“This is a rich site,” the team admitted after doing the rounds in Poro. Here, it is good to note the developments in the period after The Freeman came out with its special report until the UP team arrived in Camotes.
When The Freeman conducted its own investigation in late August, we noticed a certain degree of ambivalence in the residents, especially in those who were involved in the 1973-74 and the recent diggings.Some showed us the artifacts but the others kept silent and refused to cooperate.
Many of the finds shown to us were those rejected by antique dealers, who apparently made a windfall out of the ignorance of the diggers. Reports said that one time, they were able to buy two Ford Fiera loads of artifacts.
The attitudes changed, however, after Poro municipal officials intensified their information drive on the importance of the artifacts not only in reviewing Cebu history but also in developing the tourism potentials of the town.
The support of the Provincial Government, through Provincial Board Member Agnes Magpale of the fifth congressional district where Camotes belongs also helped. The appropriation promised for the construction of a museum in the town prodded local government officials to start an inventory of the artifacts left behind.
THE GAME PLAN
Within a span of three days, the UP team was able to examine the artifacts, visit the sites and, most importantly, conduct their own digging that, though not within archaeological standards, provided the residents a glimpse of what to expect.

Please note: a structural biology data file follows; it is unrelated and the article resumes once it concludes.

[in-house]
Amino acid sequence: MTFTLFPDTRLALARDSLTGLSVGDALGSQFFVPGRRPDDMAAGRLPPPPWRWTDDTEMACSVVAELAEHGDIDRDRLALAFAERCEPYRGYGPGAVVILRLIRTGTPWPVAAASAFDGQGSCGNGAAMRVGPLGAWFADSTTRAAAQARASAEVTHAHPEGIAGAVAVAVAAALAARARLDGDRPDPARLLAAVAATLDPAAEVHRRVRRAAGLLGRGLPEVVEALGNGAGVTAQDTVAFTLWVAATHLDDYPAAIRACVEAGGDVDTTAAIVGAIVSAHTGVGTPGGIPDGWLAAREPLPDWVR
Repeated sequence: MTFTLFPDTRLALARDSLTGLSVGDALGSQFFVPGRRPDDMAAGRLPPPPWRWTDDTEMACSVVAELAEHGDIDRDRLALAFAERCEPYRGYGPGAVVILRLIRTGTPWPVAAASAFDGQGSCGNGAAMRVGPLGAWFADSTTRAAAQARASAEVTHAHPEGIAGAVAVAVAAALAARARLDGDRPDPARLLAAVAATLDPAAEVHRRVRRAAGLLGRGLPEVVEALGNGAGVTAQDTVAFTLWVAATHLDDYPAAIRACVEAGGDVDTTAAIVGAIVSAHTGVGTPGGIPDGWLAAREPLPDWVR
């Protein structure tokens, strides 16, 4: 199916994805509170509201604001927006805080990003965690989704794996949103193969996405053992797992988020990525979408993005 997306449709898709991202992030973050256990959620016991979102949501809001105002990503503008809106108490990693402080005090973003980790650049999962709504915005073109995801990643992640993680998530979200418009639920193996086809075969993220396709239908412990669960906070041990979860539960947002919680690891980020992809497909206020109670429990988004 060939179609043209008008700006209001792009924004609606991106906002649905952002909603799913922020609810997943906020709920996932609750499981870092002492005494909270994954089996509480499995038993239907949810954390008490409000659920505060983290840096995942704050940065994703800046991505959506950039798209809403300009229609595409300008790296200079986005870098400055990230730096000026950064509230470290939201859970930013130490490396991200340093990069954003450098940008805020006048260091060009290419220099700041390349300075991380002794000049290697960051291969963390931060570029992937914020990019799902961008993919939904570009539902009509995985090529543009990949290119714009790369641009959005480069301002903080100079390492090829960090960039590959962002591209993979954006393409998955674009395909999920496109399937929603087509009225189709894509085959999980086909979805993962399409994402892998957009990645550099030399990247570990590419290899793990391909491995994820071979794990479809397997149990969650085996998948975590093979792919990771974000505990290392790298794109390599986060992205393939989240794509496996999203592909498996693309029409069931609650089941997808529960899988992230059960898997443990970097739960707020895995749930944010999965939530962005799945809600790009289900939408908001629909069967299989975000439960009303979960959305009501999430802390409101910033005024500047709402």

The artifacts shown were more varied, ranging from the teeth with gold pegs, porcelain wares, shell ornaments, rusty iron implements, stone tools and adzes (now displayed at the office of Mayor Rama) to large jars or tibod, to antique bowls of superior quality.
The UP team also tried to cover within its limited schedule a diverse area based on hunches borne from its experience in archaeological field work. It said that the sites of previous diggings must have been burial areas, and that it is necessary to look for the habitation places.
Based on such gameplan, the group visited the shorelines of Maktang, then moved to Taglibas in Barangay Daan Paz further north. They then proceeded to the caves, first in Maktang then in Sitio Kantaw-ang and finally to Buho in the poblacion where a newly developed beach resort was located.
The system apparently paid off. From the very limited perspective of looking into the Battle of Mactan claim, the survey shifted to the much wider and therefore more exciting proposition.
As Cabanilla pointed out, one of the purposes of the visit was to put the Camotes find in a larger geographical and historical context. This is because objects have no meaning until one places them within space and time.
Thus, the archaeological survey became more and more a search for our root, or for the earliest man to inhabit not only Camotes but also possibly the Philippines. We call it the quest for the Paleolithic Camotes.
(Part II: A closer look at the Poro find)